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Physics Stack Exchange users whose comments are worth studying include Lubos Motl and Ron Maimon (now at http://www.quora.com/Ron-Maimon and http://www.physicsoverflow.org/user/Ron+Maimon). Also see http://arxiv.org/abs/hep-ph/0207124 for a review of physics since the standard model.


Dec
10
comment How does a Wavefunction collapse?
... when this was clearly a question about more basic and fundamental matters... asking about the mechanism and rationale of "collapse". Fortunately, the diverse answers made here before closure do make a start at addressing that issue.
Dec
10
comment How does a Wavefunction collapse?
This question has now been closed, and an annotation added saying that it was already answered elsewhere. But the link elsewhere is to a technical question on how to represent the inexactness of real measurements in the quantum framework, ...
Dec
10
comment How does a Wavefunction collapse?
I'll add that using wavefunctions which evolve with time isn't even the only way to get the predictions of quantum mechanics. The methods of Heisenberg (operator algebra) and of Feynman (path integral) work differently or in a different order, compared to this Schrodinger picture, and for all we know might be more fundamental.
Dec
10
answered How does a Wavefunction collapse?
Dec
4
comment Can String Theory ever be proven?
If string theory could explain the masses of the particles and correctly predict the next decimal place, that would be rather convincing. But for now it mostly contains qualitative ideas about where the symmetries and transformation properties of the known particles come from.
Nov
18
comment General Relativity field equation solution and geodesic equation solution
@DamonBlevins: letting you know there's still some discussion and links here.
Nov
17
comment General Relativity field equation solution and geodesic equation solution
I am agnostic as to whether the best answer to Damon's particular question would be self-contained, or would link to external resources. Also he might be better off asking at some place like physicsforums.com, so he can have more of a discussion.
Nov
17
comment General Relativity field equation solution and geodesic equation solution
@KyleKanos: in this case a person can link to relevant derivations, e.g. thephysicsforum.com/special-general-relativity/….
Nov
16
comment General Relativity field equation solution and geodesic equation solution
btw if this question never gets re-opened, I invite Damon to email me and I will answer it privately.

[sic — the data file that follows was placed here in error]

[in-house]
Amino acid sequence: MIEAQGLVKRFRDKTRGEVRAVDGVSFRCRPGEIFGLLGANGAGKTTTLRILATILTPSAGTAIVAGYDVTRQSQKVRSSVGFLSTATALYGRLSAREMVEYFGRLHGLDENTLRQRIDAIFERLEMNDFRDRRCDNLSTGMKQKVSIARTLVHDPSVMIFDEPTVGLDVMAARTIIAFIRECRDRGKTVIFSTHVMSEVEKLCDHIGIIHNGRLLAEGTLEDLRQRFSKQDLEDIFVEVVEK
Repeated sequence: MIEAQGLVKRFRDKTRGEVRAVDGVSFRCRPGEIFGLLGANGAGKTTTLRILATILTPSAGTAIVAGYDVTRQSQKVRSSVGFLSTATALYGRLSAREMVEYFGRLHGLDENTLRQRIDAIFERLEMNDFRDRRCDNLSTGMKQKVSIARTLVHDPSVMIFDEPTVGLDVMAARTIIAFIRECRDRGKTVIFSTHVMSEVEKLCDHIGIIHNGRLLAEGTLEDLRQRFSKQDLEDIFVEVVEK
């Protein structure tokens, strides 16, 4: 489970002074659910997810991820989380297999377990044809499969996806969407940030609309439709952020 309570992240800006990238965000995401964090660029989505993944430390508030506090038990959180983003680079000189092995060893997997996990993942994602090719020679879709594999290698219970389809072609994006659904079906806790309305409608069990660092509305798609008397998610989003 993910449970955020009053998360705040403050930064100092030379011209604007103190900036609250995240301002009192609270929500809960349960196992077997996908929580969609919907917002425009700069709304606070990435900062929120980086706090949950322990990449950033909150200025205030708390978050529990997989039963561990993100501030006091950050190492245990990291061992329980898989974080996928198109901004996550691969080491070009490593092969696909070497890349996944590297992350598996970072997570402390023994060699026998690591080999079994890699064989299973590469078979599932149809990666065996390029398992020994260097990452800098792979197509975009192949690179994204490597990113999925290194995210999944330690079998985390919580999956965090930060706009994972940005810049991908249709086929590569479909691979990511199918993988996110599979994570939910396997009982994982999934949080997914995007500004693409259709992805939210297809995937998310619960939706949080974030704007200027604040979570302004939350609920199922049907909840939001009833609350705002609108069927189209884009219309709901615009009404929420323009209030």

Nov
16
comment General Relativity field equation solution and geodesic equation solution
My point was that "too broad" might have been a valid criticism of a question about solving the EFE in general (though it could be answered by providing references), but Damon's question was quite specific.
Nov
16
comment General Relativity field equation solution and geodesic equation solution
@KyleKanos: what I said was, "it's about solving the EFE for one extremely simple scenario". I contrasted "solving the EFE in general" with "solving the EFE for one extremely simple scenario"...
Nov
15
comment General Relativity field equation solution and geodesic equation solution
The absolutely briefest answer would be to say that since the electron is engaged in uniform motion, we can change to a reference frame where it is at rest. So we could just consider GR for a point mass at rest.
Nov
15
comment General Relativity field equation solution and geodesic equation solution
@Kyle Kanos. I saw your first sentence. But his question isn't about solving the EFE in general, it's about solving the EFE for one extremely simple scenario. No-one has to write a chapter...
Nov
12
comment General Relativity field equation solution and geodesic equation solution
"This appears to be way too broad a question to be justly answered here. You will have to narrow your question down quite a bit to get a good answer." He describes one specific physical situation and asks for a worked solution. How is that "too broad"?
Nov
10
comment Is everything made of space?
"unpublished personal theory"... The idea that everything is just made of space is part of physics history (e.g. the study of "geons"), and you could argue that supergravity as a theory of everything was just a slight generalization of this idea - geometry plus supersymmetry.
Nov
5
answered How can the mass of Higgs give preference to SUSY vs multiverse?
Oct
19
comment Philosophical Interpretation of String Theory
What happened to the bounty on this question? It still had days to run.
Oct
17
comment Is it possible to make superpartner of Standard Model live in Mirror World?
My own idea was physics.stackexchange.com/questions/27421/… ... which could be analyzed using modification of Polonsky's framework perhaps.
Oct
17
comment Is it possible to make superpartner of Standard Model live in Mirror World?
There is some recent work on the possibility that N=2 superpartners of gauge bosons could be detectable motls.blogspot.com/2011/11/could-nature-lhc-prefer-n2.html ... also see arxiv.org/abs/1403.5951
Oct
17
comment Is it possible to make superpartner of Standard Model live in Mirror World?
Most phenomenologists would say that N=2 susy is ruled out because so-called en.wikipedia.org/wiki/Oblique_correction to SM prediction (see the paper I linked in my answer) is not observed.